1. Please describe your educational and professional background and how it has prepared you to serve on the City Council.

During my two terms on the City Council, I have authored successful legislation addressing key issues such as targeting illegal guns, abating nuisance properties, establishing green building standards, and regulating property taxes. My legislative work is based directly on the issues I hear about from First District residents every day.

I chair the Judiciary and Legislative Investigations Committee and the Public Safety Committee and serve as Vice-Chair on the Land Use and Transportation Committee. Additionally, I represent the City Council on the Commission for Historic and Architectural Preservation and at the Maryland Municipal League.

For 40 years, I have been an activist working with community, cultural and faith organizations. I have used this experience to bring people together over common issues such as neighborhood land use decisions, park maintenance and risks to public safety. I am also a lawyer, and have personally represented neighborhood groups in court and at Liquor and Zoning Board hearings to address nuisance properties.

2. Why do you want to serve on the council? What would your top priorities be if you are elected?

When I first ran for City Council, I pledged to work toward a First District that is "Safe and Smart, Green and Growing." I have been able to accomplish a number of things in each of those areas and will continue to do so.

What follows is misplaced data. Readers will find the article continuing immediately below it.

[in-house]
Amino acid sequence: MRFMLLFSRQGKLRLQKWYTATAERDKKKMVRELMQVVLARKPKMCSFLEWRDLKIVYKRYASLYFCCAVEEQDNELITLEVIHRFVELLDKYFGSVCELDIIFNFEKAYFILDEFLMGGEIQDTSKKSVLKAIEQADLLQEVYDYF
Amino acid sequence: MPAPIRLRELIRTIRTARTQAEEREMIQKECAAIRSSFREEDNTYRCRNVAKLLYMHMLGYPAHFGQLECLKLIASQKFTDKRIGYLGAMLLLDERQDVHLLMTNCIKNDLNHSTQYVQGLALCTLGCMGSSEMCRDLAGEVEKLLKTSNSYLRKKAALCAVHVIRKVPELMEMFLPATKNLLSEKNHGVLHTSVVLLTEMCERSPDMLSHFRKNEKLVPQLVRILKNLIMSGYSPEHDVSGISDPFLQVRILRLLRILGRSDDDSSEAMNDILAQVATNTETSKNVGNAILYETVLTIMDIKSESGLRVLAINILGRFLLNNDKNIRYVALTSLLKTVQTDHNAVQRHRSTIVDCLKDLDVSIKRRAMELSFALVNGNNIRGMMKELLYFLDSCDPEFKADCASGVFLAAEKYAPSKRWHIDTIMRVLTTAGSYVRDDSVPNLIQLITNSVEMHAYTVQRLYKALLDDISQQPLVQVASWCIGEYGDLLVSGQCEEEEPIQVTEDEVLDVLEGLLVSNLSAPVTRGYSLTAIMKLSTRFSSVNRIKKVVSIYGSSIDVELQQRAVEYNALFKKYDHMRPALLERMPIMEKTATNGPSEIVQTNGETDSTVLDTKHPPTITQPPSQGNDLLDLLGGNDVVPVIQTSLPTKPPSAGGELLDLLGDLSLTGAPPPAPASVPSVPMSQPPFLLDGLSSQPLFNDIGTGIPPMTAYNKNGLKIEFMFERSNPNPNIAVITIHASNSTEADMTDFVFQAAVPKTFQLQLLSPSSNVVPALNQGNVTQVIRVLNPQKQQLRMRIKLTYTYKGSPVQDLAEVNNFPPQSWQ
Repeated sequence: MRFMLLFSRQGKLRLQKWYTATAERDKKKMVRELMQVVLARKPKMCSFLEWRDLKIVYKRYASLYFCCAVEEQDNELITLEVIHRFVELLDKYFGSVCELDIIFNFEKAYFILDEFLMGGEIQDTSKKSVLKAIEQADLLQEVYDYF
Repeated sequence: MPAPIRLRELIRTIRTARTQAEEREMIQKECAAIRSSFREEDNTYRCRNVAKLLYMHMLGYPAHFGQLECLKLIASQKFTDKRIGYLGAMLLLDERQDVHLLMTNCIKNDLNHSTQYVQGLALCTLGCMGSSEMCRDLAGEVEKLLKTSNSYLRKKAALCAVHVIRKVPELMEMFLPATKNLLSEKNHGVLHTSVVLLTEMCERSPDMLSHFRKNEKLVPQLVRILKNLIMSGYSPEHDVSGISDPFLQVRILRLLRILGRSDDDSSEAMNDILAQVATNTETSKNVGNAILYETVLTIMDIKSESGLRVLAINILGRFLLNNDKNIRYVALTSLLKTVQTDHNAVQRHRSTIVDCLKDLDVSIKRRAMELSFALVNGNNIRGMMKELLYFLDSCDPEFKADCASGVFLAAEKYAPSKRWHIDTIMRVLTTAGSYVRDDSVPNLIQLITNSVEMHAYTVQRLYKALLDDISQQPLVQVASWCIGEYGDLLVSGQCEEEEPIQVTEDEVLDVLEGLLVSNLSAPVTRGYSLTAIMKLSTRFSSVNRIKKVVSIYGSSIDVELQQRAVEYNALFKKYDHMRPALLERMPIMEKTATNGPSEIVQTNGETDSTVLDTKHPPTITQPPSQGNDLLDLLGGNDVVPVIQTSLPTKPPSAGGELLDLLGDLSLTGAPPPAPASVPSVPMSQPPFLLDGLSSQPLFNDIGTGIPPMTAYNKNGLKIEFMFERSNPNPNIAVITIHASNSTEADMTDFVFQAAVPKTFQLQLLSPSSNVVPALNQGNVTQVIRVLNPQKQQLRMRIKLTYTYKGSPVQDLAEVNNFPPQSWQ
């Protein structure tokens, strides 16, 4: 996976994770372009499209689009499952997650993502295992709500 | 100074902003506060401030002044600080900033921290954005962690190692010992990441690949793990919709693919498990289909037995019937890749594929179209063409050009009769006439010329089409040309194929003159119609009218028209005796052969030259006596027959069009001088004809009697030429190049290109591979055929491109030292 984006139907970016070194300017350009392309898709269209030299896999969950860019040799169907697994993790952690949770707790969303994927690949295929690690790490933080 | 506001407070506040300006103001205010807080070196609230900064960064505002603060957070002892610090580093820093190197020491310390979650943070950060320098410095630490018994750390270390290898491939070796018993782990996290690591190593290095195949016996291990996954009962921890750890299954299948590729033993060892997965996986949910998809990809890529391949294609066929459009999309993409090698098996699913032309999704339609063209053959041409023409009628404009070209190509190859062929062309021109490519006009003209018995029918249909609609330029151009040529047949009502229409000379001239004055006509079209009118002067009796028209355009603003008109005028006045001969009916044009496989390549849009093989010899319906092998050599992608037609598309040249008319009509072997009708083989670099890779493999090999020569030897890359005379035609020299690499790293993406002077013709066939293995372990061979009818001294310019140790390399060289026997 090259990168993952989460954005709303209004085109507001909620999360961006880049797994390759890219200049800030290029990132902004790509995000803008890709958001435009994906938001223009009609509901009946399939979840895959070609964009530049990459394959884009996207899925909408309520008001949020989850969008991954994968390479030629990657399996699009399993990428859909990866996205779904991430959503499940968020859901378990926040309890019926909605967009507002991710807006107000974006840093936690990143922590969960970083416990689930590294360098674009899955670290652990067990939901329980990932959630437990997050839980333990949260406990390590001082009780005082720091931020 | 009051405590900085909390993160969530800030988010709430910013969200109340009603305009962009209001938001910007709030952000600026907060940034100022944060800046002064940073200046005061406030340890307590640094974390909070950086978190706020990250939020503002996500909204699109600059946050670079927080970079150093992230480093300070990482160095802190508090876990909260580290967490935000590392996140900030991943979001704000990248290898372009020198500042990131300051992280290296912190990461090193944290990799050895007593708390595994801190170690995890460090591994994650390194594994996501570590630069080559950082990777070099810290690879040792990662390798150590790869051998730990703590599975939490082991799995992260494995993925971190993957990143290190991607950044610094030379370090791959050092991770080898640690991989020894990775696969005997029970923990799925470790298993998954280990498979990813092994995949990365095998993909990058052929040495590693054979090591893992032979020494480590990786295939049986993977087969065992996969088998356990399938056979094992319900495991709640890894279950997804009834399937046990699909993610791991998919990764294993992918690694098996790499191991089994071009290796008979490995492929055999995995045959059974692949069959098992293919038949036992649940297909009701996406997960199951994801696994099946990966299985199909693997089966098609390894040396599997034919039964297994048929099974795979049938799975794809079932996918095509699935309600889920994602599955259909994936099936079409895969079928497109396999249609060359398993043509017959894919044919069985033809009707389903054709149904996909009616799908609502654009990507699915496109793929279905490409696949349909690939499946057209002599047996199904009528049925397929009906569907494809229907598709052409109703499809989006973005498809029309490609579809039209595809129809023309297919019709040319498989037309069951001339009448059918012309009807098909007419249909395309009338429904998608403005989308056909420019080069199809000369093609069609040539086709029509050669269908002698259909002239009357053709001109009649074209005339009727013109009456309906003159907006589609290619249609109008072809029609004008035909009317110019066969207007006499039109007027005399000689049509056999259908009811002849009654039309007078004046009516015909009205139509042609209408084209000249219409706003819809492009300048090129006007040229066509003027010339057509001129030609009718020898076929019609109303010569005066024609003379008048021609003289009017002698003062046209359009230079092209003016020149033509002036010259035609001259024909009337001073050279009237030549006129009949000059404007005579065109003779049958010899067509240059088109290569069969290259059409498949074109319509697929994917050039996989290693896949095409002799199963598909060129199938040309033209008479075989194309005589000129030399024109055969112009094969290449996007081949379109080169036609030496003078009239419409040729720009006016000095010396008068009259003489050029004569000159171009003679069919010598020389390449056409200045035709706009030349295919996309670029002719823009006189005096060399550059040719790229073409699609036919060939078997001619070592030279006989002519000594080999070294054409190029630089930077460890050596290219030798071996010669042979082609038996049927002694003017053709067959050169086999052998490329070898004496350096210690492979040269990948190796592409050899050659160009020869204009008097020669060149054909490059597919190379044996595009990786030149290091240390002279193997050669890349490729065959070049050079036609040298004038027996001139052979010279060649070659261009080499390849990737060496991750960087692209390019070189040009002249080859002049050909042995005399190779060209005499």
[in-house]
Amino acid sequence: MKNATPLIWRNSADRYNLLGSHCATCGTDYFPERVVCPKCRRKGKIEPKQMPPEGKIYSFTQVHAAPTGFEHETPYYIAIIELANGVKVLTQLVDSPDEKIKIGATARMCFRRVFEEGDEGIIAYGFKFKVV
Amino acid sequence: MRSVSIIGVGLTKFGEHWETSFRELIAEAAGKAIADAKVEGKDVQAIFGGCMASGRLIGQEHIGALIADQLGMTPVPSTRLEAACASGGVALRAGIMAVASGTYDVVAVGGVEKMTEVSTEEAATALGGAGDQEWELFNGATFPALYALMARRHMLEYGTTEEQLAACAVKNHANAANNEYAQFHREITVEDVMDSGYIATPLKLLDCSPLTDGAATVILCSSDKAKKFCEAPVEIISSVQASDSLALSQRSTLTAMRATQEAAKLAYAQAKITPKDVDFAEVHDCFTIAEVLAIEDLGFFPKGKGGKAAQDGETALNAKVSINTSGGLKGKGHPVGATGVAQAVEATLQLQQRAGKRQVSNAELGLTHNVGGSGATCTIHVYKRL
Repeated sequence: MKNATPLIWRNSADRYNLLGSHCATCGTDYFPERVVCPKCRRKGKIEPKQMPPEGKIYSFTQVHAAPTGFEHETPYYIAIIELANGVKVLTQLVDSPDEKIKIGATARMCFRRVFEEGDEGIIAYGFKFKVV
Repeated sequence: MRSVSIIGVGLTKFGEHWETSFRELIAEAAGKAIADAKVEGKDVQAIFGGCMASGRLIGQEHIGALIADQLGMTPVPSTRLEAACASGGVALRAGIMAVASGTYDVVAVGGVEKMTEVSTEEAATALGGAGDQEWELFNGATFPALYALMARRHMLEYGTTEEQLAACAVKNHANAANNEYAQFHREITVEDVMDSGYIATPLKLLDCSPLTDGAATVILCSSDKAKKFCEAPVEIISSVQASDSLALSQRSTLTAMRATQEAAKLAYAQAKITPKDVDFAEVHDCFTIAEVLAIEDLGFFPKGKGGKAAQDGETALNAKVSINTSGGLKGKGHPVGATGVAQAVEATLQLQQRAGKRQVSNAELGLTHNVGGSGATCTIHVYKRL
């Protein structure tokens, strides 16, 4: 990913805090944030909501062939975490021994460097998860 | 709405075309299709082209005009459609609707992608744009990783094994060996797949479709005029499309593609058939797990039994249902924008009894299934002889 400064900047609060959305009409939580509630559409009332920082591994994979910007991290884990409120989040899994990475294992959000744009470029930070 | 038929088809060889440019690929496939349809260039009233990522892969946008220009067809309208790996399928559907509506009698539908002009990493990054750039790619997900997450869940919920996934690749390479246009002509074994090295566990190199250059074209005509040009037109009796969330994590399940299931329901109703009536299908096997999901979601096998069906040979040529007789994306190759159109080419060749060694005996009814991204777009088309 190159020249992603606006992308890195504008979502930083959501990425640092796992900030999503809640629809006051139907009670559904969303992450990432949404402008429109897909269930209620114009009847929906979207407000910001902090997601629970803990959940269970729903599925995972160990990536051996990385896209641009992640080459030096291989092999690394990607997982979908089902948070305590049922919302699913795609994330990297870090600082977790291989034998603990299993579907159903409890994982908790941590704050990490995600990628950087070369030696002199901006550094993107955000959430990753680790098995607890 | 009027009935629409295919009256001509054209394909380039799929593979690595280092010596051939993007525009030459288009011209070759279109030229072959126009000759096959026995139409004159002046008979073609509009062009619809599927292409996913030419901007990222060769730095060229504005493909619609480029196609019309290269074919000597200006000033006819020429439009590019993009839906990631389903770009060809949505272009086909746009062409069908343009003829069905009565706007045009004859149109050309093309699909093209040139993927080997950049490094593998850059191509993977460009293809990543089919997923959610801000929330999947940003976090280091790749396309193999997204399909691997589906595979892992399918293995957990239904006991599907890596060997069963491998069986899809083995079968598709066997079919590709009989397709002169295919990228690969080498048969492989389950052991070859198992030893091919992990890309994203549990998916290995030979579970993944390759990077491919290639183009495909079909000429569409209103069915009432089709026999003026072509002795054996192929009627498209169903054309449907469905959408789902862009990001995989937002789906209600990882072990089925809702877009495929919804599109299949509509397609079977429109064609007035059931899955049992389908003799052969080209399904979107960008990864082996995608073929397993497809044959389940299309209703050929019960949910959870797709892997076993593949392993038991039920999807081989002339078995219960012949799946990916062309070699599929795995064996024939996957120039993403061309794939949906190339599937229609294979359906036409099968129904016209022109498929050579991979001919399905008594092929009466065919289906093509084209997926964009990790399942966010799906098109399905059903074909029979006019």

The First District, Southeast Baltimore, is not the typical Council district. It is a growth area where more people have been moving in than moving out for over 10 years. This creates different challenges. Quality of life issues such as parking, noise, trash and traffic are of great concern. It is my belief that to continue the growth of the First District and promote growth in the city as a whole, the most important things we must accomplish are to make people feel truly safe in their homes and neighborhoods and to provide a high-quality education for their children. While we must find a way to achieve significant property tax reductions (discussed in greater detail below), doing so will be irrelevant if we cannot provide these two things and create an ever-increasing quality of life in our neighborhoods.

3. Do you support Baltimore's current crime-fighting strategy? What changes, if any, would you advocate for to improve public safety in the city?